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Lesbian Herstory Archives
Photograph: Courtesy of the City of New York

This is the first official LGBTQ+ landmark in Brooklyn

The building housing the Lesbian Herstory Archives in Park Slope has been around since 1974.

Anna Rahmanan
Written by
Anna Rahmanan

The Lesbian Herstory Archives in Park Slope has just made history by becoming the first LGTBQ+ landmark in Brooklyn.

The Landmarks Preservation Commission (LPC) voted on the matter regarding the three-story row house at 484 14th Street, which houses the nation's "oldest and largest collection of lesbian-related historical material," last week.

"I am delighted the Commission has designated the home of the Lesbian Herstory Archives, an important community space and a nationally important collection of LGBTQ+ historical materials," said LPC Chair Sarah Carroll said in an official statement. "For over 30 years, the building has been the site of the Archives’ essential role in preserving and telling the stories of a mostly unseen community of women, including many who have contributed to America’s cultural, political, and social history. This designation draws attention to the importance of the Lesbian Herstory Archives to New York City and the country’s history and to LGBTQ+ communities."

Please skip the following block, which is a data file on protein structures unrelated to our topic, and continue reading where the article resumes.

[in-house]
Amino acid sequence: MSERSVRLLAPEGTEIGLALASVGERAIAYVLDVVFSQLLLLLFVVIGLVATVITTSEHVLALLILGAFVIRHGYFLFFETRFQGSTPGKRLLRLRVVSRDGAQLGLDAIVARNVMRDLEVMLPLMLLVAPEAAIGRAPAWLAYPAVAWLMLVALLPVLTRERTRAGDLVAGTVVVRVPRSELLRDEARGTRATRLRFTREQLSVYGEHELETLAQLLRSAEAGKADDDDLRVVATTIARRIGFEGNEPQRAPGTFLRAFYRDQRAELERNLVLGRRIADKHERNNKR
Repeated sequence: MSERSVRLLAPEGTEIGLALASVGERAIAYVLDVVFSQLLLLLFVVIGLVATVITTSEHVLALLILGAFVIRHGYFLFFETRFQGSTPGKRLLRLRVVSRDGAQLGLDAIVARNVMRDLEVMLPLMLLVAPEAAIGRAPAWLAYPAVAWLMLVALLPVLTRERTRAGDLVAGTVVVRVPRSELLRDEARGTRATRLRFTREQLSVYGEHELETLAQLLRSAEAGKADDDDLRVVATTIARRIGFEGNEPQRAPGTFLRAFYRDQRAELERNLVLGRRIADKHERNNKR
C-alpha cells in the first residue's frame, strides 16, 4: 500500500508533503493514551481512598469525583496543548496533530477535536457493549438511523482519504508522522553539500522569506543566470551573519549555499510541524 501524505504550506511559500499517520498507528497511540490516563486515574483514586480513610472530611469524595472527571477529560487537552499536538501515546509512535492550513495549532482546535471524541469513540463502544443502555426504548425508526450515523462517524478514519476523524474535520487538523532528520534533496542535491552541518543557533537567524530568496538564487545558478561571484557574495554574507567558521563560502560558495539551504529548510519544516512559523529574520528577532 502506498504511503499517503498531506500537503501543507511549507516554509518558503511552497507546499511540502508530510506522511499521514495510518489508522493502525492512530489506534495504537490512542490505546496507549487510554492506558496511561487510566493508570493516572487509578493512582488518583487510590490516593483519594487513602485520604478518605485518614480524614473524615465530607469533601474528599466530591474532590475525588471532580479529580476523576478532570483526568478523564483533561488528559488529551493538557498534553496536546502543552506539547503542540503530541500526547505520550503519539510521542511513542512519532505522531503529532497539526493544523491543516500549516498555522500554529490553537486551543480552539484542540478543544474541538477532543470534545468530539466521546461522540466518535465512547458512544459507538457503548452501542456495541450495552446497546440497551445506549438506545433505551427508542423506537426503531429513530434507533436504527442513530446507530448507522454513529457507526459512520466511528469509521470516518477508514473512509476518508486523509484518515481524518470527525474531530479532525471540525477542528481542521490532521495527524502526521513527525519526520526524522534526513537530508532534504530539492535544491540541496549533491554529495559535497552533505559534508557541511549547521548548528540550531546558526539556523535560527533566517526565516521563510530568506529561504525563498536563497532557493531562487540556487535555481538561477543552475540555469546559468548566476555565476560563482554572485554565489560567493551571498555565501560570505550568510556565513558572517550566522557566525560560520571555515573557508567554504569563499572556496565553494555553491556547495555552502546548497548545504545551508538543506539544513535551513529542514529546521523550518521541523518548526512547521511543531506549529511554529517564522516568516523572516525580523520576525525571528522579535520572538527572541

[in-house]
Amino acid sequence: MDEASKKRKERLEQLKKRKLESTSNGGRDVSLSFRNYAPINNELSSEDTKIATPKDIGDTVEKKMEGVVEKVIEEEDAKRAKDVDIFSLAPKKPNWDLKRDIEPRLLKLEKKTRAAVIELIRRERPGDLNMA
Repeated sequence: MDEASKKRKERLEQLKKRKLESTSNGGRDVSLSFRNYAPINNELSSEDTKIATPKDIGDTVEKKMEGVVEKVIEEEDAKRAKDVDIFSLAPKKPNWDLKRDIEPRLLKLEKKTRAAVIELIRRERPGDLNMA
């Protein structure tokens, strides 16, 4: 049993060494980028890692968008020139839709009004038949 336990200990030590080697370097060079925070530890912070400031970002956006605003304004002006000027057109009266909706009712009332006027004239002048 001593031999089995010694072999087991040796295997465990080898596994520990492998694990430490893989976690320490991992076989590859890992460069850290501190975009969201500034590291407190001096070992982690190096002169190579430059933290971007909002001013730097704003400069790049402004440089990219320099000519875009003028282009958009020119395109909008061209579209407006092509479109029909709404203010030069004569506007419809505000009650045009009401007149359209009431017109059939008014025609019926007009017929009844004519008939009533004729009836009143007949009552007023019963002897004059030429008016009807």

A bit about the non-profit: founded back in 1974 by activists, including Joan Nestle and Deborah Edel, to highlight the importance of lesbian history while also creating a space where physical artifacts could be gathered, the organization has been run by volunteers since the very beginning, when the collection was housed in Nestle and Edel’s own apartment on the Upper West Side. In 1991, the Archives bought the now-landmarked row house, renovated it and turned it into the group’s headquarters. 

"The lesbian community has played an immeasurable role in the LGBTQ+ rights movement and will forever be a vital piece of New York City’s past, present, and future," said mayor Eric Adams in an official statement. "By designating the Lesbian Herstory Archives—the first individual landmark in Brooklyn designated specifically for its LGBTQ+ significance—we pay tribute to this vital part of our collective history. This landmark reflects the incredible stories of lesbians, who, against all odds, fought for and achieved the equality and acceptance they deserved."

In other related news, the Commission will soon vote on whether to designate the oldest gay bar in NYC, Julius', an official landmark as well. 

"This is a tremendously important step toward conferring much-needed recognition and protection upon this site, which played such an enormously important role in the LGBTQ+ civil rights movement," said Andrew Berman, the executive director of the Village Preservation, in an official statement about the vote back in September. "LGBTQ+ and civil rights history like that which is embodied in Julius' are essential elements of our collective story, and it’s critical that they not be forgotten or erased."

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